1. Computers
  2. Display Drivers
  3. Graphics Cards
  4. Memory
  5. Motherboards
  6. Processors
  7. Software
  8. Storage
  9. Operating Systems


Facebook RSS Twitter Twitter Google Plus


Phoronix Test Suite

OpenBenchmarking Benchmarking Platform
Phoromatic Test Orchestration

Linux 3.2-rc2 Kernel Doesn't Bring Too Much Churn

Linux Kernel

Published on 15 November 2011 03:17 PM EST
Written by Michael Larabel in Linux Kernel
1 Comment

Linus Torvalds released the Linux 3.2-rc2 kernel this morning. Considering the long development cycle of the Linux 3.2 kernel, this second development release is relatively tame.

"For being an -rc2 release of a pretty large merge-window, it seems to be quite reasonably sized. In fact, despite this having been the largest linux-next in a release in our linux-next history (I think), rc2 has the exact same number of commits since rc1 as we had during the 3.1 release," says Linus Torvalds in the kernel mailing list announcement.

Roughly half the changes in the past week since 3.2-rc1 have been architecture fixes, about a quarter of the changes are driver related (with a large part of that being the DRM graphics) and the remaining quarter being file-systems and everything else.

In terms of the DRM fixes in Linux 3.2-rc2, there's some power management fixes for Radeon KMS, Nouveau NVC1 acceleration is enabled by default, and various other changes, but Intel RC6 isn't yet turned on by default.

Also in the 3.2-rc2 kernel are several Btrfs file-system fixes, following its pretty beefy changes this release cycle.

That about covers this week's release candidate of the Linux 3.2 kernel. The Linux 3.2 kernel is what will make-up Ubuntu 12.04 LTS and other Linux distributions releasing in early 2012.

About The Author
Michael Larabel is the principal author of Phoronix.com and founded the web-site in 2004 with a focus on enriching the Linux hardware experience and being the largest web-site devoted to Linux hardware reviews, particularly for products relevant to Linux gamers and enthusiasts but also commonly reviewing servers/workstations and embedded Linux devices. Michael has written more than 10,000 articles covering the state of Linux hardware support, Linux performance, graphics hardware drivers, and other topics. Michael is also the lead developer of the Phoronix Test Suite, Phoromatic, and OpenBenchmarking.org automated testing software. He can be followed via and or contacted via .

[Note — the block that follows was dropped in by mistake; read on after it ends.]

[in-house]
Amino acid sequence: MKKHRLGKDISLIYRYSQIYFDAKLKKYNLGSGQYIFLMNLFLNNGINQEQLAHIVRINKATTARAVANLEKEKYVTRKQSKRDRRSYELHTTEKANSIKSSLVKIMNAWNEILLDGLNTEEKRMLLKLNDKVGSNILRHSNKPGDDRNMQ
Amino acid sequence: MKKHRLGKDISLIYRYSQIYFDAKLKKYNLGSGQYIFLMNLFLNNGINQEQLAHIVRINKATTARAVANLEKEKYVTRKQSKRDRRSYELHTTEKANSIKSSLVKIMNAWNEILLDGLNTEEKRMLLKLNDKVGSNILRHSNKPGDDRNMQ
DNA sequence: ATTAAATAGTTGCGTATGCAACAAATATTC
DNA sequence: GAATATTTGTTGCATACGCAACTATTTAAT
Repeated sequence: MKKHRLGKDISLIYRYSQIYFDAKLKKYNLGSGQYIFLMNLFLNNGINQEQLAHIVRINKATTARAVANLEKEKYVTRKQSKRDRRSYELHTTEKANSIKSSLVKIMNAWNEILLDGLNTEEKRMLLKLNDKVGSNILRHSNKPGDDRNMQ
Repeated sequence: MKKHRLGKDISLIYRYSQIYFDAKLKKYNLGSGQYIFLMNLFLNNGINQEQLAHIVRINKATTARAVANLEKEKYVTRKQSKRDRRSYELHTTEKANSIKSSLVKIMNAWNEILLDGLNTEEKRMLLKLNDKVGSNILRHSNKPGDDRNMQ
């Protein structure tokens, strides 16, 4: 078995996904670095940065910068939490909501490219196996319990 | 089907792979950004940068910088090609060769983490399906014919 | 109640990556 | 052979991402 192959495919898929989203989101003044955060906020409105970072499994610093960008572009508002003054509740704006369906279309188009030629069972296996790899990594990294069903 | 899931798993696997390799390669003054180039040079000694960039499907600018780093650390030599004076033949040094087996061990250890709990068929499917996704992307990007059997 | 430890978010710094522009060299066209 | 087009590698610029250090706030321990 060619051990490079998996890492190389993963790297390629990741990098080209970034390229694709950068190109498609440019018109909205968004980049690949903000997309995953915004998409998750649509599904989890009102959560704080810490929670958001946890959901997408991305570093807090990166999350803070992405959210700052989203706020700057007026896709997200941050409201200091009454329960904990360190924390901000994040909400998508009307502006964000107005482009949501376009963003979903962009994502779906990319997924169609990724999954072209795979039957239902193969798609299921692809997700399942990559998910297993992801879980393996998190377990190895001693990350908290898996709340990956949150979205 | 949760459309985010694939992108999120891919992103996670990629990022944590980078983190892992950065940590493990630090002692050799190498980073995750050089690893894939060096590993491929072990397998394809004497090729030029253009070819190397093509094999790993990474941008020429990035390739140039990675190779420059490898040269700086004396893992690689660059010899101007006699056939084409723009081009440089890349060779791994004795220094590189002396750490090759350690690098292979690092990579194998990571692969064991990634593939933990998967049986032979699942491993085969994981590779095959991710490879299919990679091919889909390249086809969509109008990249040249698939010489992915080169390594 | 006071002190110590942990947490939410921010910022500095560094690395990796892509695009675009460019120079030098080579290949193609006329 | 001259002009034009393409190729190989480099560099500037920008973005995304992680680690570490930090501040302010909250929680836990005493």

Latest Linux News
  1. Trying To Run The Intel Core i7 5775C On Linux
  2. VirtualBox 5.0 RC3 Brings VMM Fixes, Takes Care Of Some KDE DnD Problems
  3. Ubuntu Is Finally Fixing Its Annoying GRUB Setting
  4. Firefox 39.0 Brings New Features, HTML5 Changes
  5. OPNsense 15.7 Released As Fork Of Pfsense
  6. The Less-Powerful Intel Compute Stick With Ubuntu Will Soon Ship
  7. Kodi 15.0 Release Candidate 1 Arrives
  8. Fedora 23: Python 3 Default Approved; Netizen Spin Rejected
  9. GNOME Shell & Mutter Just Landed More Wayland Improvements
  10. Ubuntu MATE Announces A Partnership With A PC Hardware Vendor
Latest Articles & Reviews
  1. 6-Way File-System Comparison On The Linux 4.1 Kernel
  2. How KDE VDG Is Trying To Make Open-Source Software Beautiful
  3. Attempting To Try Out BCache On The Linux 4.1 Kernel
  4. CompuLab's Fitlet Is A Very Tiny, Fanless, Linux PC With AMD A10 Micro
Most Viewed News This Week
  1. Kubuntu 15.10 Could Be The End Of The Road
  2. Pinos Is For Linux Video What PulseAudio Is For Audio
  3. KDBUS Won't Be Pushed Until The Linux 4.3 Kernel
  4. The State & Complications Of Porting The Unity Editor To Linux
  5. The Staging Pull For Linux 4.2: "Big, Really Big"
  6. Latest Rumor Pegs Microsoft Wanting To Buy AMD
  7. "PulseVideo" Coming To Complement PulseAudio?
  8. Exciting Features Merged So Far For The Linux 4.2 Kernel